Be prepared to do that. Same process.
Perhaps the best attitude to assume is that things are inherently imperfect, no matter how hard or how diligently you applied yourself to making the room as great as your vision allowed.
Expect the Ooops.
A Word about “Voyeurism”
Almost all escape rooms have monitoring devices such as surveillance cameras. Don’t only use them, but prep your beta-testers on the employment of the cameras. Let them know ahead of the event that you will be watching in order to see how the room flows, how people engage with the elements of the room.
In our latest room, we set up a large monitor and a database-driven program to supply clues, lock codes, directions, etc. We knew it would be a major component in the room, because no team could move forward without engaging it. What we did not figure was that everyone in the group would want to engage it. There are many artifacts, as it is an Antiquities Shoppe themed room, with many curious objects scattered about. Think “Antique Store.” Our belief was that the objects would be engaging.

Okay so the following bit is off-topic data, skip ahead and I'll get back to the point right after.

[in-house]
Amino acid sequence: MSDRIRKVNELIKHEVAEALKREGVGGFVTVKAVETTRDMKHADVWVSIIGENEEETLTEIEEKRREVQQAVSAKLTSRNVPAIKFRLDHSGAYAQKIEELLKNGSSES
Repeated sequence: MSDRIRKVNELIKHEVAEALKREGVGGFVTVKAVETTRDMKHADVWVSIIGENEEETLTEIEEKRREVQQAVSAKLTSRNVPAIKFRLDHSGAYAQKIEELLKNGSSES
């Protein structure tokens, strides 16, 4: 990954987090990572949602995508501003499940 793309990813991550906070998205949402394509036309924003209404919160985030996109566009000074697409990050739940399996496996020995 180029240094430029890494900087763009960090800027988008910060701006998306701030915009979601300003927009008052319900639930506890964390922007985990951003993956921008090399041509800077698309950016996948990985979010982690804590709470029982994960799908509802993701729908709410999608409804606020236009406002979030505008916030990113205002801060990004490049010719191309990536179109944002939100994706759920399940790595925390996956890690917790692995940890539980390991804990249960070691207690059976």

Partly, they were. However, the first several engagements kept calling people back to observe the monitor. This was not something that beta-testers would notice, but we did by watching their actions. The fix, by the way, was simple. We re-arranged the sequence of computer-driven events in such a way that some, if not most, of the players would have to go look at the elements.
We also learned that there were hot spots of activity in which numbers of participants gathered and huddled. We had to rearrange some of the furniture to prevent breakage, potential harm to a person, and upset.
Had we not been lurking, we never would have caught on.
And in the end…